Engine
No.

Class

Withdrawn

Circular

No.

 

Engine
No.

Class

Withdrawn

Circular

No.

92A

B1 10/1902 -

 

3 A2 1/1903 585
2 A2 11/1902 568

 

280 E3 1/1/1903 586
546 A2 7/11/1902 571

 

287 E3 2/1903 596

549

A2 7/11/1902 571        

 

In the same period Class A2 No. 48 was broken up at Peterborough (11/1902), with its tender presumably retained there as a spare.

[Its withdrawal date was shown in error as 11/1908 in "GREAT NORTHERN LOCOMOTIVE HISTORY", Volume 2, (N. Groves for RCTS, 1987)]

 

Presumably some of the tenders rendered spare were attached to No. 251 and five of the new 4-4-0s. The remaining tender was presumably unsuitable. This left five new 4-4-0s still to be dealt with, and it seems five further engines were ordered to be sent to Doncaster for withdrawal, presumably with the stipulation that their tenders must be suitable for the new engines. These engines were withdrawn as follows:

 

Engine
No.

Class

Withdrawn

Circular

No.

 

Engine
No.

Class

Withdrawn

Circular

No.

62

A2 3/1903 600

 

47 A2 3/1903 605
91 E2 3/1903 600

 

547 A2 3/1903 605
771 A2 3/1903 600

 

     

 

Their tenders were presumably intended for attaching to the remaining five 4-4-0s. These ten engines were thus dealt with in the following sequence (this being the order in which they were entered in the Repairs Volume), though No. 1390 (see table below *) had a further two months or so delay for some unspecified reason, though this may partly explain why two further Class A2 4-2-2 were withdrawn in May 1903, viz. Nos. 777 (Circ. 614) and 772 (Circ. 621), if two of the tenders released in the March had proved to be unsuitable. It is believed that the ten second-hand tenders provided for Nos. 1386-95 also took the numbers 1386-95 (though this has not been confirmed).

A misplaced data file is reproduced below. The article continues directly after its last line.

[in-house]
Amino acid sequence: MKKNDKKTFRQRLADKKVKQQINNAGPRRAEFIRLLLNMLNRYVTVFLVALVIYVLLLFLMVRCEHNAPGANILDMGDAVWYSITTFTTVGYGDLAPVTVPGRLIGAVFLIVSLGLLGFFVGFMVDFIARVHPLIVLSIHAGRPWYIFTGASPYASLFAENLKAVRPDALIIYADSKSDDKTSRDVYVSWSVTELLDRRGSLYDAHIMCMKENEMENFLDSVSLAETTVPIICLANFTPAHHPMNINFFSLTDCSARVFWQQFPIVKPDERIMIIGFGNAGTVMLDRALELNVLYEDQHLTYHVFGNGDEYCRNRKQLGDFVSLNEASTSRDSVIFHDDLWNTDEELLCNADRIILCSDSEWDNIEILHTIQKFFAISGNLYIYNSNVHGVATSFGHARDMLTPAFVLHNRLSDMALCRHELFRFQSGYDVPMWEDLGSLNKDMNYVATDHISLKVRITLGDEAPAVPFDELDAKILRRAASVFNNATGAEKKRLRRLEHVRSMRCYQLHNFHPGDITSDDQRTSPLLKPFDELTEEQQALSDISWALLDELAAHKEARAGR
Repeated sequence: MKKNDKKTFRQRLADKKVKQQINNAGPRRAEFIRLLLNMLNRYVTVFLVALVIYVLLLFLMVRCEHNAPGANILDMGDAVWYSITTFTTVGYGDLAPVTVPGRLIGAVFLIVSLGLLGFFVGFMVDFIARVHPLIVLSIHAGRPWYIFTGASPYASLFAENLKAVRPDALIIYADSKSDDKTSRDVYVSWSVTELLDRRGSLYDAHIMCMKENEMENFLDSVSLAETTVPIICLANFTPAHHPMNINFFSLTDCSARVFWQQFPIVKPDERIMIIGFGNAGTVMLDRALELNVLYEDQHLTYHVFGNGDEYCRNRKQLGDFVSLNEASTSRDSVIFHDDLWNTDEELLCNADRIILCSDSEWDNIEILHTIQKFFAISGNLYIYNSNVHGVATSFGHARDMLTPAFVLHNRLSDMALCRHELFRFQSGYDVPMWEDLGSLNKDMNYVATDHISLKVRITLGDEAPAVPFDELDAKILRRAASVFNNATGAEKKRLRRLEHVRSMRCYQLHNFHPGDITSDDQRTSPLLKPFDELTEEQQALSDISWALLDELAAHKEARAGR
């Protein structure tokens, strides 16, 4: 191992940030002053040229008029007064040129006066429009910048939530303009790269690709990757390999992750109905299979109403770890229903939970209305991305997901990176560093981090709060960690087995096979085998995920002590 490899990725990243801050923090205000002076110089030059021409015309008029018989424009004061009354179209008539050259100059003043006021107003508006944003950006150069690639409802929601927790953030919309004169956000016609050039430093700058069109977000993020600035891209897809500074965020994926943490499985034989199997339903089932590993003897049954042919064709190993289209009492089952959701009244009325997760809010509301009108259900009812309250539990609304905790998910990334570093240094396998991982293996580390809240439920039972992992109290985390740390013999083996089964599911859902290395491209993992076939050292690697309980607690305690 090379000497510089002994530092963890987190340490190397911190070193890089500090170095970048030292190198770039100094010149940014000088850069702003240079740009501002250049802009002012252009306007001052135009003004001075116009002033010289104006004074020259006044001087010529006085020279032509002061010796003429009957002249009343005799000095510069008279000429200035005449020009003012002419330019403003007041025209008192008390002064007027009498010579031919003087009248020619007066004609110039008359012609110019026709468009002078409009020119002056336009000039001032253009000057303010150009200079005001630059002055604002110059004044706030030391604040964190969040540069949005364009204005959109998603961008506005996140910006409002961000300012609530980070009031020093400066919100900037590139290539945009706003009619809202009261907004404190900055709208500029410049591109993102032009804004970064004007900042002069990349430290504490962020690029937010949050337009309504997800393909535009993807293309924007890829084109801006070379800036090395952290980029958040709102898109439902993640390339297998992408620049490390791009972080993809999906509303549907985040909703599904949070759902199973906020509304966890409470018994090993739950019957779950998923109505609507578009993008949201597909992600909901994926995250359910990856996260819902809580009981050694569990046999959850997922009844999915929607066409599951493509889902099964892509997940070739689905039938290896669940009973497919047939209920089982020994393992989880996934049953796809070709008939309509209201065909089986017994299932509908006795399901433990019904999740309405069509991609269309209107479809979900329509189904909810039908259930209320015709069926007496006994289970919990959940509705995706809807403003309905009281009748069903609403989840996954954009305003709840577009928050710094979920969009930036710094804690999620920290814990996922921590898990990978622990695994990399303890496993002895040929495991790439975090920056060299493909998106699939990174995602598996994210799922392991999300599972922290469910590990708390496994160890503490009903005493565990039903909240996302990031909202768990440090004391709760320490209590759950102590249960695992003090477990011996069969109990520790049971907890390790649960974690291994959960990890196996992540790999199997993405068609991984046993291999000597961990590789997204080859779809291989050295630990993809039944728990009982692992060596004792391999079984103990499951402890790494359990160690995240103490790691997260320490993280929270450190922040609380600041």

Engine
No.

Works
No.
Boiler
No.
Boiler
installed

Ex-works

 

Engine
No.

Works
No.
Boiler
No.
Boiler
installed

Ex-works

1386

975 1412 6/1902 1/1903

 

1390 990 1420 11/1902 5/1903*
1387 981 1416 2/1903 16/2/1903

 

1395 993 1418 11/1902 3/1903
1388 977 1414 2/1903 2/1903

 

1392 994 1421 12/1902 4/1903
1389 980 1415 7/1902 2/1903 1394 992 1419 11/1902 5/1903
1393 995 1417 12/1902 2/1903   1391 979 1413 7/1902 11/6/1903

 

It is likely that 10 Stirling 4-2-2s were to have been withdrawn (regardless of their condition) and their tenders re-used for 10 Ivatt Class A5 4-2-2 "renewals", ordered in August 1900. However the Ivatt engines were found alternative newer tenders, and also probably took longer to "bed in" than anticipated, so the planned withdrawal of the Stirling engines was delayed. They were eventually withdrawn between October 1902 and May 1903. (An eleventh 4-2-2 was also withdrawn in the same period, No. 48 in November 1902, but this was presumably for some other reason as it was scrapped at Peterborough shed.) The ten engines were withdrawn at Doncaster Works, so that their tenders could be reconditioned for further use, which in their case meant to make up for the shortage for the "replacement" Class D1 4-4-0s, Nos. 1386-95. Notes left by the late William Yeadon, the renowned tender expert, suggest he had come across tenders carrying these numbers, which he assumed to be second-hand. The Locomotive Drawing Office never kept records of tender exchanges, which has presented great problems unraveling many mysteries.